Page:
Government to save €230m on restructuring of credit unions

Restructuring board says final spend will be less than €250m previously set aside

The Government looks set to save €230 million previously earmarked for the restructuring of credit unions in wake of the financial crash.

The Credit Union Restructuring Board (Rebo) said it now only expected to spend €20 million by the time it winds up in March.

This is significantly less than the €250 million originally set aside for the consolidation process.

When the board was established in 2013, the sector had more than €1 billion in arrears and 51 unions had reserve ratios of less than 10 per cent.


In a review of its work to date, Rebo said many unions had been able to fund the costs of restructuring themselves “thus minimising the requirement for drawing exchequer funding”.

Rebo is separate from the Credit Institutions Resolution Fund, which was set up to directly recapitalise insolvent credit unions. In 2013, Permanent TSB took over the beleaguered Newbridge Credit Union following a €27 million capital injection from the fund.

Rebo indicated the consolidation process could see the number of active credit unions in the State fall to about 300, down from a pre-crash high of 425.


In its report, the board said it had assisted in the amalgamation of 74 credit unions to date, equating to 36 completed restructuring projects.

In total, 189 of the State’s 374 unions have engaged with the board at some stage of their restructuring processes, it said.

There has also been a significant improvement in the percentage of credit unions whose regulatory reserve ratio is greater than 10 per cent.

As of March of this year, 97 per cent of credit unions had a regulatory reserve ratio greater than 10 per cent compared with 87 per cent in 2011.

Rebo’s report indicates there are currently only 12 with reserves below this minimum threshold, the majority of which are engaging with the board.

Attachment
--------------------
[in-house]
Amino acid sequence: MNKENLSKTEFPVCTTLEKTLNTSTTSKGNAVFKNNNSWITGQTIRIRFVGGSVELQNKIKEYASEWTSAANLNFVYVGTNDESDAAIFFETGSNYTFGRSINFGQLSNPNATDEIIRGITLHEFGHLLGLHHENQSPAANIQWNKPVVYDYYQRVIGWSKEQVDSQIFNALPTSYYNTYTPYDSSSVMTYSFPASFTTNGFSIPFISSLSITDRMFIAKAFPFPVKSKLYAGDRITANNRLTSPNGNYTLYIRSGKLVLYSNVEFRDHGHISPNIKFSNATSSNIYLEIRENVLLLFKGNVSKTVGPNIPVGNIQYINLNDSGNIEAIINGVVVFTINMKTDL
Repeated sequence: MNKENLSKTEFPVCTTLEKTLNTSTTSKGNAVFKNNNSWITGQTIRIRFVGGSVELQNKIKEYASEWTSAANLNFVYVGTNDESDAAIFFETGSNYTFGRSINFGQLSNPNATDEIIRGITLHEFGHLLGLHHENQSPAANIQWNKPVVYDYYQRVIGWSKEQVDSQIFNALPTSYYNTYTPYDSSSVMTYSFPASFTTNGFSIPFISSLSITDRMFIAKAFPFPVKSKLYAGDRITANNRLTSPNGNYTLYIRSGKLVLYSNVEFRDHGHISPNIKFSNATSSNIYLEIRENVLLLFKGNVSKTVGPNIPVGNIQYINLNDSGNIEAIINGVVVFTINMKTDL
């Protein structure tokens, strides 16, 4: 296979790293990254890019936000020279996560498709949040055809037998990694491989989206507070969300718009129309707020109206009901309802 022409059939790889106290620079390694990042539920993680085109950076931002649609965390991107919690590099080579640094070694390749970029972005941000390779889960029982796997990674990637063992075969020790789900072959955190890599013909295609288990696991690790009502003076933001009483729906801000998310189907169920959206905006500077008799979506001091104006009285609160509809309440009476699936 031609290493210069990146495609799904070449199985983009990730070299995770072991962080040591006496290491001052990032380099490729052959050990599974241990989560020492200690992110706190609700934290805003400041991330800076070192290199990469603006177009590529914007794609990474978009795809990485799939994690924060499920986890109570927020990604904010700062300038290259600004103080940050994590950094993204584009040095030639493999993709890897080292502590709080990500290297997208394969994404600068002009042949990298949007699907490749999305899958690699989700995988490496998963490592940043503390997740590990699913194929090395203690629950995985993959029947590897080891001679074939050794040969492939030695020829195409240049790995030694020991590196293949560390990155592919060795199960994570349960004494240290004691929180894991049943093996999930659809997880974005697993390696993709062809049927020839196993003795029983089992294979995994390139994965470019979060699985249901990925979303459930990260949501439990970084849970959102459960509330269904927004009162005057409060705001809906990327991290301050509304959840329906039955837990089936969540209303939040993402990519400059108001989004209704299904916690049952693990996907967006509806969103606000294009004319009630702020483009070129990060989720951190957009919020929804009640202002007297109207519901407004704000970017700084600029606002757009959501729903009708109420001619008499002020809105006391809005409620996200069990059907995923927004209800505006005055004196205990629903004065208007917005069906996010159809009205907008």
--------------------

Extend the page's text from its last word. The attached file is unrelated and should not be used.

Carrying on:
The deadline for submitting restructuring proposals to Rebo has been extended for an extra three months to March 31st next.


While the number of credit unions has been in decline since the crash, largely due to amalgamations, Rebo said the sector was beginning to grow again. It said some of the larger ones – those with assets of more than €100 million – had been expanding their loan books. That said, 162 credit unions (44 per cent) are still bound by lending restrictions imposed by the

Central Bank

, while a further 74 (20 per cent) are on the regulator’s “watch list”.

Minister for Finance Michael Noonan said: "I welcome this report which provides a comprehensive analysis of Rebo's work to date and of the credit union movement as a whole.

“I am pleased that credit unions are engaging with Rebo as a business strategy to achieve the scale necessary to move to a more efficient and effective business model and as a means of strengthening the sector.”

Mr Noonan said the Government remained fully committed to supporting the credit union movement in meeting the financial, economic and social needs of communities.

Eoin Burke-Kennedy

Eoin Burke-Kennedy

Eoin Burke-Kennedy is Economics Correspondent of The Irish Times